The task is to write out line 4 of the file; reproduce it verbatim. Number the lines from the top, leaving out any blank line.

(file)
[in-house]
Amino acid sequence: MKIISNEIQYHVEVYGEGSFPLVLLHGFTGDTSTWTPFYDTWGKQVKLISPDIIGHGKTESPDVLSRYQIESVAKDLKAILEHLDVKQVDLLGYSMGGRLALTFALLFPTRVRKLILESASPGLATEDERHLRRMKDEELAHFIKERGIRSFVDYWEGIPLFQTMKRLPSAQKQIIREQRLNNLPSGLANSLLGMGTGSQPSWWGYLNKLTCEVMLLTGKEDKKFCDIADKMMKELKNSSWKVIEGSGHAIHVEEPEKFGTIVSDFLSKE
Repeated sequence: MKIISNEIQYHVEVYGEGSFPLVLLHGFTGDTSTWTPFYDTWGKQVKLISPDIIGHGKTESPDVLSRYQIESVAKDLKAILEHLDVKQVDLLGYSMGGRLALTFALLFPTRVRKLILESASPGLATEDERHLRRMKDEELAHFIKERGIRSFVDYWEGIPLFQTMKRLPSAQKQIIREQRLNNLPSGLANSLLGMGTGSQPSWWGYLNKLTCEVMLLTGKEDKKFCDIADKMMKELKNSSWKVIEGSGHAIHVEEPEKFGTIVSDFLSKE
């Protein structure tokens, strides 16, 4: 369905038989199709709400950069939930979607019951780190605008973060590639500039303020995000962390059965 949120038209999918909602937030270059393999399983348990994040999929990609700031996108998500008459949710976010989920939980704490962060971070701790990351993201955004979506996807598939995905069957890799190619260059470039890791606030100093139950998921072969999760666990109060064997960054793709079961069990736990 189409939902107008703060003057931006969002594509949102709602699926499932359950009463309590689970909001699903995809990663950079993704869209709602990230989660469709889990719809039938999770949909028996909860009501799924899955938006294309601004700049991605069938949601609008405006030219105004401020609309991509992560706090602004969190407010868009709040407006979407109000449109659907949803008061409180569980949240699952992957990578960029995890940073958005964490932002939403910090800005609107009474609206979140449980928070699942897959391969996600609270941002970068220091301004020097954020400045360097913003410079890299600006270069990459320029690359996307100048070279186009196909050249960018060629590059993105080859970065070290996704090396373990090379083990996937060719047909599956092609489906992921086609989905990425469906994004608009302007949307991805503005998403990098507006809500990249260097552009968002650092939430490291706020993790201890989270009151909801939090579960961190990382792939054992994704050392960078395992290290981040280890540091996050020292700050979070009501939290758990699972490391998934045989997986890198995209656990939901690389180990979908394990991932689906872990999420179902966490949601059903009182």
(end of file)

């Protein structure tokens, strides 16, 4: 369905038989199709709400950069939930979607019951780190605008973060590639500039303020995000962390059965 949120038209999918909602937030270059393999399983348990994040999929990609700031996108998500008459949710976010989920939980704490962060971070701790990351993201955004979506996807598939995905069957890799190619260059470039890791606030100093139950998921072969999760666990109060064997960054793709079961069990736990 189409939902107008703060003057931006969002594509949102709602699926499932359950009463309590689970909001699903995809990663950079993704869209709602990230989660469709889990719809039938999770949909028996909860009501799924899955938006294309601004700049991605069938949601609008405006030219105004401020609309991509992560706090602004969190407010868009709040407006979407109000449109659907949803008061409180569980949240699952992957990578960029995890940073958005964490932002939403910090800005609107009474609206979140449980928070699942897959391969996600609270941002970068220091301004020097954020400045360097913003410079890299600006270069990459320029690359996307100048070279186009196909050249960018060629590059993105080859970065070290996704090396373990090379083990996937060719047909599956092609489906992921086609989905990425469906994004608009302007949307991805503005998403990098507006809500990249260097552009968002650092939430490291706020993790201890989270009151909801939090579960961190990382792939054992994704050392960078395992290290981040280890540091996050020292700050979070009501939290758990699972490391998934045989997986890198995209656990939901690389180990979908394990991932689906872990999420179902966490949601059903009182």